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Heavy Oxidation Removal and Wax

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Just bought my first Malibu. Found a great deal on a '95 Respnse with under 300 hours on it. It is red and white. I would take pictures but it is still in storage until next week when I take possession.

I bought it from my neighbor on the lake and we both live on the east side of the lake.

The setting sun has really oxidized the the paint at the back of the boat.

My question is what is the best product for a DIY treatment for oxidation? I am looking at getting the 3M oxidation and wax . This seems to have the best reviews online and it has a wax in it so there is only one aplication.

Does anyone have anything that might work better? If it does not have a wax in it what would be the best wax for it after removing the oxidation?


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Congrats on the new boat!

If the oxidation is as heavy as you say, you will probably need a 2 or 3 step process depending on how good you want it to look. I don't think the wax w/ oxidation remover is going to be aggressive enough to remove heavy oxidation. It will bring some of the red back, but if you really want it to shine these kind of products usually take a lot of time and effort and you will probably get frustrated and quit.

Unfortunately I can't recommend any products becuase I don't remember what I used (it wasn't the best though, I do know that), but you can't go wrong w/ 3M. Main thing is to get the right products for the job (see recommendation below). I did a job like this on a 1995 Cobalt. It was a lot of work because it was a large area. I had to 1. wetsand, 2. compound, 3. polish, 4. wax. You may be able to eliminate some of these steps, but what I found through frustration is that it took too long to remove heavy oxidation w/ compound w/o a good buffer/pad which is why I wetsanded. I now have a good buffer, but there are still many areas on a boat that the buffer cant get to and will require good ole elbow grease.

I recommend you go to: www.jamestowndistributors.com. They have all the products you will need for boat restoration and they have a pretty good "How to" section on their website and I'm sure if you call them up they can give even more detailed how to.

If you need a buffer, I wouldn't recommend one of the random orbital ones like they sell at Walmart in the auto section. Get a real sander/buffer like the pros use just don't buy the brands that the pros use (too expensive). I bought mine at Harbour Freight tools for about $30. Its not as durable as a Dewalt or Porter Cable, but for something I use 1-2 times/year its great, plus if it breaks I can buy 3-4 for the price of one Dewalt.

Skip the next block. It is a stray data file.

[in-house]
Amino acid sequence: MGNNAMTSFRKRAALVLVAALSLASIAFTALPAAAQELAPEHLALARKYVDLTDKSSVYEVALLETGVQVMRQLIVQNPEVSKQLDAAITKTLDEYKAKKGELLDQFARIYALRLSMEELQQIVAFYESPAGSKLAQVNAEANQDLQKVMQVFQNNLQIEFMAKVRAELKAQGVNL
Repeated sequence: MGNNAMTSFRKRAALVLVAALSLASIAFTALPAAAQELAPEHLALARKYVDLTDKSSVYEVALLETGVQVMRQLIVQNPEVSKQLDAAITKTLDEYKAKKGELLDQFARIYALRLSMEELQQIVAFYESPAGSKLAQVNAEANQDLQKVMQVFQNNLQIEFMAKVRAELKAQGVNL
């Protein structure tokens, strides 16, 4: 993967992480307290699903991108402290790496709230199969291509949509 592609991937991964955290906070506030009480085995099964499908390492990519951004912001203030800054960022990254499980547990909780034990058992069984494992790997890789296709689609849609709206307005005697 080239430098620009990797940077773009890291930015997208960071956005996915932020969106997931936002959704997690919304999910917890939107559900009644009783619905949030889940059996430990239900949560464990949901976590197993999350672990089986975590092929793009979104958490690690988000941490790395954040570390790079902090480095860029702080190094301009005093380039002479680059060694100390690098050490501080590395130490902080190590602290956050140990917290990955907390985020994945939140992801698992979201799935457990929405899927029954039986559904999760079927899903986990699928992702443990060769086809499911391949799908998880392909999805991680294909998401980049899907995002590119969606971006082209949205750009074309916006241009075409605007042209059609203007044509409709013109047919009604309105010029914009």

Good luck, I hope this windy post helps.

Edited by shade
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Agreed on these steps for the oxidation and so forth. Are you sure that it's oxidation that you have? Perhaps you have some build-up on the gelcoat. Do a search for Tony's Topical Toilet on this site and that'll get off anything that shouldn't be there. I also agree w/ the buffer, buy a high-speed one, not the cheap orbital. I also got mine at Harbour Freight and use it quite often actually and it seems to hold up just fine.

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Maguires has a good 3 step kit for medium oxidation.....remover, wax, polish.

Buy some good wool pads for the oxidation and change or clean them often...I did one side with 2 pads, washed them and did the other side....Let the buffer and the pad do the work.

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I bought a '94 Echelon that was horribly oxidized and looked pink instead of white. I had to re-do all of the red above the rubrail. I also had to remove all hardware and do the transom. About 2/3 of the sides were good, but the 1/3 towards the stern needed to be done as well. Here's what I did:

1. Wet sand with sanding block and 800 grit

2. Wet sand with sanding block and 1500 grit

3. Bought a power polisher/buffer on Amazon, $70, not as cheap as Harbor Tools but not as expensive as DeWalt. Used Turtle Wax polishing compound. Polished all red areas at 2,000RPM

4. Waxed

Turned out beautiful, it was the first time I ever did anything like that. The sanding took forever, but it was worth it. Now I just need to keep it waxed and under the covered boat lift. It brought 100% of the red back out, and looks almost like new. Not as glossy as new, but close, and good and red.

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Not as glossy as new, but close, and good and red.

You can restore the gloss by using a more aggressive polishing compound, and then working up through your abrasives to a very fine compound on a soft pad.

Kudos on you for getting your hands dirty and doing this yourself!

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